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Arcadia | Context


Chaos Theory

In 1993, when Stoppard completed Arcadia, chaos theory had captured the imagination of scholars in many fields outside physics. Chaos theory is a mathematics branch that addresses seemingly random, or chaotic, data systems that are sensitive to slight changes; such slight changes might yield great consequences. The theory quickly became a symbol of postmodernism, an artistic movement that addresses disorder in the universe with a kind of lightheartedness. Stoppard's incorporation of mathematics, physics, philosophy, and history into his literary work reflects the intellectual environment of the 1990s, which promoted interdisciplinary approaches to knowledge and attempts to find grand theories of everything. From Stephen Jay Gould's Time's Arrow, Time's Cycle to Murray Gell-Mann's The Quark and the Jaguar: Adventures in the Simple and the Complex to James Gleick's Chaos: Making a New Science, the popular consciousness of intellectuals was flooded with the ideas of chaos and complexity and the patterns that emerge over time.

Chaos theory refers to the patterns that naturally emerge through analyzing large data sets over time, and it shows that small variations can cause wildly different results. This kind of analysis can require millions of calculations before a pattern becomes visible and would have been impossible from a practical standpoint before the invention of the computer in the 20th century.

Chaos theory applies directly to quantum physics (based on the atom) in the unexpected and disorderly behavior of subatomic particles. Before the rise of quantum physics, Newtonian physics explained the natural world as an orderly and predicable system. Sir Isaac Newton had spelled out three simple laws that explained the physical motion of all objects. However, with the discovery of quarks and other subatomic particles, physicists found Newtonian laws of motion no longer applied. Subatomic particles behave in unexpected and unpredictable ways, not following the laws of Newtonian physics. Many scientists have tried to find a theory—a theory of everything—that explains both the orderly and chaotic behavior of atoms, but it has not been found yet. Chaos theory was thought to be one explanation. Stoppard includes references to chaos theory in Arcadia and attempts to apply its principles metaphorically to the events of the story.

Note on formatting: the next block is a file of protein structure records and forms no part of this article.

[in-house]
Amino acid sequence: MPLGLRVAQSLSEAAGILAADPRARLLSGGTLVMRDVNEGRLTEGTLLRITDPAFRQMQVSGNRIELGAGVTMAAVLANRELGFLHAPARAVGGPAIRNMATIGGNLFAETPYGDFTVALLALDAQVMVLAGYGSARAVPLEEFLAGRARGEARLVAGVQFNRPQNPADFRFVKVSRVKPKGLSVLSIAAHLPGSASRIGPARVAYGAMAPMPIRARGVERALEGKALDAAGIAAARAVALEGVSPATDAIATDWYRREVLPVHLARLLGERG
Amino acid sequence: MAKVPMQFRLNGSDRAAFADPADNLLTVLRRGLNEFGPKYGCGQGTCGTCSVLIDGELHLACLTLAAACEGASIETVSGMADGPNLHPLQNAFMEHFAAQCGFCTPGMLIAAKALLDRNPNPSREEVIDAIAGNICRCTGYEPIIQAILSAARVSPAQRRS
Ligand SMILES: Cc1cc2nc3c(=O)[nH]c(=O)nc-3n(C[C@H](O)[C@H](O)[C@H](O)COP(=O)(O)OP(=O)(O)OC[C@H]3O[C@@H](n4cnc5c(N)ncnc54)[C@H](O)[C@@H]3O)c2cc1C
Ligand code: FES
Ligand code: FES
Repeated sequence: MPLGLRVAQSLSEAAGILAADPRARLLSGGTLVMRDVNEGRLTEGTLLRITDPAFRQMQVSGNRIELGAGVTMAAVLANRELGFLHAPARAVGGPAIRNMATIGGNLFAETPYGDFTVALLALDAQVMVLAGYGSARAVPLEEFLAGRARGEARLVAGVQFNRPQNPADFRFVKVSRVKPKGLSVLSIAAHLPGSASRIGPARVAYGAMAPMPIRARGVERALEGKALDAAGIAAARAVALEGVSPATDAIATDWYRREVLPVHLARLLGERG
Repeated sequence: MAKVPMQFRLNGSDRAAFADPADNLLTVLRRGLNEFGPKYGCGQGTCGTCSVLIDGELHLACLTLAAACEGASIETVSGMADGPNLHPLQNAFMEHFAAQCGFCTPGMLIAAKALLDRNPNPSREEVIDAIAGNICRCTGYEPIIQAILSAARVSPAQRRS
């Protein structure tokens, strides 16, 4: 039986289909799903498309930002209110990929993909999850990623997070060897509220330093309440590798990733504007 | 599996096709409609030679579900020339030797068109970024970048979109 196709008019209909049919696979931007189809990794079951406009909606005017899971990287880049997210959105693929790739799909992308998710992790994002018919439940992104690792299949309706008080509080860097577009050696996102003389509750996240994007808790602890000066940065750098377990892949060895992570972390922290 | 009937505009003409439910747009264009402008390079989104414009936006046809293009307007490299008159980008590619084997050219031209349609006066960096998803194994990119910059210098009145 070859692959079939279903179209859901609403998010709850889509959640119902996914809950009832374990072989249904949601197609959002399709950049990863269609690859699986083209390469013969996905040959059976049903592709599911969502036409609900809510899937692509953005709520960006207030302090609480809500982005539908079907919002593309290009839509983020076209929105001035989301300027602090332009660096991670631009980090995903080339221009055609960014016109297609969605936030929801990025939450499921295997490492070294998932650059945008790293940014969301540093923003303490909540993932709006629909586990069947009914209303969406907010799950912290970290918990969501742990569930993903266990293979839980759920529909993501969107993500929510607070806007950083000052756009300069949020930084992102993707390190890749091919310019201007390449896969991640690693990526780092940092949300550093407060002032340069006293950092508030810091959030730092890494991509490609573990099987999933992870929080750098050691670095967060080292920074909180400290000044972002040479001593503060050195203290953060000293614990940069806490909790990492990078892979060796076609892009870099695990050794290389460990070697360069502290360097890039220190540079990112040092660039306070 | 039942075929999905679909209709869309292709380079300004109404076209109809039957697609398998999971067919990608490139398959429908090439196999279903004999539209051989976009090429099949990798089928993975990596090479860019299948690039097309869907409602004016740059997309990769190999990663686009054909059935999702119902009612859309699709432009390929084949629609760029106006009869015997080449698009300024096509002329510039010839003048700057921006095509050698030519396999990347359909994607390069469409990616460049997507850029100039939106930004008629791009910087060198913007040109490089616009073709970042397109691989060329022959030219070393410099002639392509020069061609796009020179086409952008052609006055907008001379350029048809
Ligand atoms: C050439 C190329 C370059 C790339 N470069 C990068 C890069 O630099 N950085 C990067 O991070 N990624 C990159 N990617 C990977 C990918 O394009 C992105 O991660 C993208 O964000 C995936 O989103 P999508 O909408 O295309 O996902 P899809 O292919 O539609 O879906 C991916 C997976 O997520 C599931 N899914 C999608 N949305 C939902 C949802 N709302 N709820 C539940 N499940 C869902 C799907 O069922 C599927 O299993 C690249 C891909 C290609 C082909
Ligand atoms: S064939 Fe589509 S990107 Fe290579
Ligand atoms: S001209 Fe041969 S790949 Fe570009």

Fermat's Last Theorem

For hundreds of years French mathematician Pierre de Fermat's Last Theorem was thought to be impossible to prove. In a margin note scribbled in a copy of Arithmetica by Diophantus, Fermat claimed in 1637 that the equation xn + yn = zn is unsolvable if the positive integers are greater than 2—or, in mathematical language, if n>2. Discovered after Fermat's death and later published by his son, this seemingly simple problem stumped mathematicians for more than 350 years. In 1993 British mathematician Andrew Wiles made headlines worldwide when he produced the first proof of the famous problem. He had spent most of his career working alone and even in secret to prove that the equation was indeed unsolvable.